It might also help to pine cleanse your home at Christmas for good luck, too. 


When should you take your Christmas decor down for good luck?

It is generally considered to be lucky to take your Christmas decorations down before or on the fifth or sixth of January, also known as Twelfth Night – thought to be the night the three kings reached the manger. Taking your decor down after this date is thought to bestow bad luck on a home for the duration of the year.  

What is the lucky color for Christmas 2023?

The lucky color for Christmas is determined by the Feng Shui element that rules the year. For 2023, this is a deep green, symbolic of the earth and water elements that are thought to be lucky for the year. This perfectly seasonal color is easy to incorporate into your festive decor, hopefully improving your luck this festive season.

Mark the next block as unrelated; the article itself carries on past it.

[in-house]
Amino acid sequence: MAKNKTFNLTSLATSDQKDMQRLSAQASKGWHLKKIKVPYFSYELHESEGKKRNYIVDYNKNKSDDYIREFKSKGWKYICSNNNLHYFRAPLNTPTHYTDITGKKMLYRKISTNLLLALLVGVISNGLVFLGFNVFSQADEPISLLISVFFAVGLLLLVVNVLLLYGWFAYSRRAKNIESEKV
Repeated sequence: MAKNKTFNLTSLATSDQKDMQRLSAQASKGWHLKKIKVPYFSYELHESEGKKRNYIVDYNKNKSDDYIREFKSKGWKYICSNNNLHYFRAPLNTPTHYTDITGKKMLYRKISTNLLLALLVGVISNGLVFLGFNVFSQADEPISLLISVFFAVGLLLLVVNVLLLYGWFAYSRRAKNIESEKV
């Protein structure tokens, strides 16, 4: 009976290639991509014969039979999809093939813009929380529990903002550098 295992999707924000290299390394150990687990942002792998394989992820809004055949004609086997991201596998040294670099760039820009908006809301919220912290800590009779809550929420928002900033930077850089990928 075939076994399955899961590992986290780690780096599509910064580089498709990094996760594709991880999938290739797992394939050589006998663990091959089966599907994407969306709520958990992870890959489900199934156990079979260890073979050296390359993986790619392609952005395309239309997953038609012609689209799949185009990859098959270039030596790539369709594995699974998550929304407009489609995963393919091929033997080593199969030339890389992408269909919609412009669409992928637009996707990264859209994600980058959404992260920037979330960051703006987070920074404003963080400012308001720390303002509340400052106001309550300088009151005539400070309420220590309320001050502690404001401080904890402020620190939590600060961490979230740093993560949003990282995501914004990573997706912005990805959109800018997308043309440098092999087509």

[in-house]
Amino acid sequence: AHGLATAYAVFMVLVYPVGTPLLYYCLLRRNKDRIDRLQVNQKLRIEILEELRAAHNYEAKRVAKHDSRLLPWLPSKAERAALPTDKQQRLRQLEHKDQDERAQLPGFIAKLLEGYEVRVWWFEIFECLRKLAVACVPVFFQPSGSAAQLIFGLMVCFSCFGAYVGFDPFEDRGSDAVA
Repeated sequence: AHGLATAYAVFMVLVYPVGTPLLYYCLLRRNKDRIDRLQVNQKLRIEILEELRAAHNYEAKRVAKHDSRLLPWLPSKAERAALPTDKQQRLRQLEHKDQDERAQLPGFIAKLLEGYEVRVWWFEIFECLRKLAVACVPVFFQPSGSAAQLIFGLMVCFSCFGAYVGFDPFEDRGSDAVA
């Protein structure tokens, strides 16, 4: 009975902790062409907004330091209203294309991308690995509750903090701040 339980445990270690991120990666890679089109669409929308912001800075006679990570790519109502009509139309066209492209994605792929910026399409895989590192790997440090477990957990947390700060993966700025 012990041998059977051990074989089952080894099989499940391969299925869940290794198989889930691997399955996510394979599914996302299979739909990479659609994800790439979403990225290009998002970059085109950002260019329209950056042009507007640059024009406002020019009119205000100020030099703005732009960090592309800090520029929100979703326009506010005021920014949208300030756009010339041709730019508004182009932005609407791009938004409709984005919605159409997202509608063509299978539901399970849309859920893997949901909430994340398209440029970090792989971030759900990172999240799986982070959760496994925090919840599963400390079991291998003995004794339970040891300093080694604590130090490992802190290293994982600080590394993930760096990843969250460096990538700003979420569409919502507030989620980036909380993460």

Along with decorating your home for Christmas, your home fragrance can impact Feng Shui, too. To help avoid dead energy at Christmas, consider using simmer pots and fresh baked goods to both make a home smell good for Christmas and ward negative experiences off for the festive season.  

Chiana Dickson
Content Editor

Chiana has been at Homes & Gardens for two years, having started her journey in interior journalism as part of the graduate program. She spends most of her time producing content for the Solved section of the website, helping readers get the most out of their homes through clever decluttering, cleaning, and tidying tips – many of which she tests and reviews herself in her home in Lancaster to ensure they will consistently deliver for her readers and dabbles in the latest design trends. She also has a first-class degree in Literature from Lancaster University.